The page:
"What's it like having a brother that is 'different?' ... was a question that I was asked many times by other kids who were curious. As a child, sometimes we never know what is normal from what is strange until an adult opens our eyes to the world of prejudice. I understood what they meant, though. Dustin wasn't the normal child; he was 'different'... he had a hard time paying attention in class, he had nervous tics. He was a kid without a worry in the world...sometimes a world only he seemed to understand.
He was diagnosed with being mildly autistic at the young age of 3. My mom had developed a close relationship with Dustin's preschool teacher; every day they'd write back and forth in a notebook to give insight on how his day went. Sometimes he'd be so hyper it would be hard for him to stay seated long enough to hear a story. Many nights my mother cried silently, not knowing what else to do for her little boy. Her first four children were healthy and normal... and Dustin came along with a challenge. Sometimes challenges are what keeps a family going. My mother took him under her wing, and patiently taught him on his own time. He had a hard time grasping how to tie his shoes... and instead of being scolded like many parents will do out of impatience, my mother bought him velcro shoes. The first time he tied his shoes at the age of 12, my mom took him to the store and let him pick out his own pair of shoes (buzz lightyear...).
He didn't have concept of time or season during those early years. One summer, he wore his winter boots. He didn't want to take them off... he ran around the house with these boots on all summer. My mother eventually gave up and shrugged it off as just a little challenge.
He was an eager child. He loved going to school. Early one morning, he woke up and got himself dressed for school and ran to the bus stop a block away... at 5 in the morning. Another challenge, another lock placed on the door. These were the few challenges my parents faced... from buying a new lock, child gates, to sleeping with one eye open.
His blue eyes took in the world with a new understanding. He didn't see people the way we see them. We see someone different and somehow judge them; he sees them smile and smiles back at them.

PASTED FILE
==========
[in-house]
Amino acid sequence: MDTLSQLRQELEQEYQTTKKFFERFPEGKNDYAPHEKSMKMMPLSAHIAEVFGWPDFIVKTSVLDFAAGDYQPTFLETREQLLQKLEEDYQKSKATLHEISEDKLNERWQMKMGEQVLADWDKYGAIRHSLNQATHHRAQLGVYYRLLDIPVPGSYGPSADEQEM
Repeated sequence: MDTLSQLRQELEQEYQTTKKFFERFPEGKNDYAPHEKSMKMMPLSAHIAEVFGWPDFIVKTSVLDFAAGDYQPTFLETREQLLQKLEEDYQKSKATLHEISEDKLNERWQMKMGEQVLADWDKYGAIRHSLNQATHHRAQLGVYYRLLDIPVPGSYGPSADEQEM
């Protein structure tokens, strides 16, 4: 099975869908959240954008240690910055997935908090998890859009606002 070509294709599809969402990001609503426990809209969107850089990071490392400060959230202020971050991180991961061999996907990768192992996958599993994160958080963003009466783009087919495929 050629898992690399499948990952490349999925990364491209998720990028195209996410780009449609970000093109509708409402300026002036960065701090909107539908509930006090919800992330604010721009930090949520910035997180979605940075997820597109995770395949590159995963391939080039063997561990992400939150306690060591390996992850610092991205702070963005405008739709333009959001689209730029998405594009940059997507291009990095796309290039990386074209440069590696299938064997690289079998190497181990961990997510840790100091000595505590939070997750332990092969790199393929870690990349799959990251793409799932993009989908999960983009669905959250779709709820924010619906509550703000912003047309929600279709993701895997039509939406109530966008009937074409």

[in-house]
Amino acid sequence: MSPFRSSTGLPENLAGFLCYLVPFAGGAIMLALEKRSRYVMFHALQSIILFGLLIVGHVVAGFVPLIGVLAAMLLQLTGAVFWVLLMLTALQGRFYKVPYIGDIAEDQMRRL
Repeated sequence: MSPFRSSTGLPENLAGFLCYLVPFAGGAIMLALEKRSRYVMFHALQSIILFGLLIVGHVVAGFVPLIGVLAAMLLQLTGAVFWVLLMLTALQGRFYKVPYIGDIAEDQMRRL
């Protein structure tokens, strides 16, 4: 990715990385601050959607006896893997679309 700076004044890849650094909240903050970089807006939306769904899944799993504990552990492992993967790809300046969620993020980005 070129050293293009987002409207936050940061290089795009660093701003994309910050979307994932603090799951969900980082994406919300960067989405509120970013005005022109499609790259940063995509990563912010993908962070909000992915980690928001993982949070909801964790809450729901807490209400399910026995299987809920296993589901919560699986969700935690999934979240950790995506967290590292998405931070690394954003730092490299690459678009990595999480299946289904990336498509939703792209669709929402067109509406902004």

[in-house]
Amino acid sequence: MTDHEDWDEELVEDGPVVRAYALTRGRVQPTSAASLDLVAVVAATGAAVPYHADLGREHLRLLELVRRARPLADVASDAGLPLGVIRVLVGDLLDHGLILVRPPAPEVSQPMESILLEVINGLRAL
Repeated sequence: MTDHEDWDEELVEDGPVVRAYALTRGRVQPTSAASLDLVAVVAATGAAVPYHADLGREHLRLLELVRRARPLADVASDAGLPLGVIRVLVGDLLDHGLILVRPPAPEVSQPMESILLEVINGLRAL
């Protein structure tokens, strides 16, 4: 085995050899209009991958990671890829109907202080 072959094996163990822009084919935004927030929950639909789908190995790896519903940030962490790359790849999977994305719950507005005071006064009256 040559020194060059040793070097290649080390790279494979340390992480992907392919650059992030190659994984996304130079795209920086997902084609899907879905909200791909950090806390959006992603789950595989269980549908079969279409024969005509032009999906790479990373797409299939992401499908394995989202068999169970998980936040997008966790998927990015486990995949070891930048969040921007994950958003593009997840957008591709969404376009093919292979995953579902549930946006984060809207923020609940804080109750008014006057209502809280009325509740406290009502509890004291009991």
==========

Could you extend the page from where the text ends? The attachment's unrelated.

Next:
As he grew older, he learned to ride his bike. He would spend all day on his bike. The first time he wrecked his bike, he came home with tears running down his face. My mom put her hand under his chin, brought his face up and asked him what was wrong. "I wrecked my bike..." he said. "I ran into a parked car..." She assured him everything was fine, and wiped his tears away.
Dustin grew up to be a smart kid. He was a perfect student- always willing to learn. Anytime he came upon a challenge with his school work, he learned to overcome the obstacle. He ended up being on honor roll, winning an award for best personality. He was a shy boy, and yet when he would get home he'd talk up a storm.
He once told me that he knew that Jesus was real because he could feel him in his heart. Most people live their lives questioning the existence of God... he simply believed because he felt him.
Dustin is now 20 years old. He has overcome many obstacles in his life. He has graduated from highschool. My mother taught him patiently how to drive and he received his drivers license. He has not let autism hold him back from the experience of life. He is full of hope and love. He has taught many people that you are not any more different than what others make you out to be.... as far as he is concerned, you are the same kind of different as me. The world is a much better place because I've seen first-hand that hope and faith is stronger than any kind of judgement from others.
Everyone is different in their own way... as long as you believe in yourself, anything is possible.
Thank you Dustin for teaching me that whenever I feel like I have lost hope in this world... that you continue to believe that the world isn't as bad of a place as many people think. Sometimes we need to open our hearts a little more, and understand that not everyone is the same. I wish there were more kids like you in the world... maybe we would have a little more hope in each other.
...what's it like to have a brother that is different? It means all the difference in the world.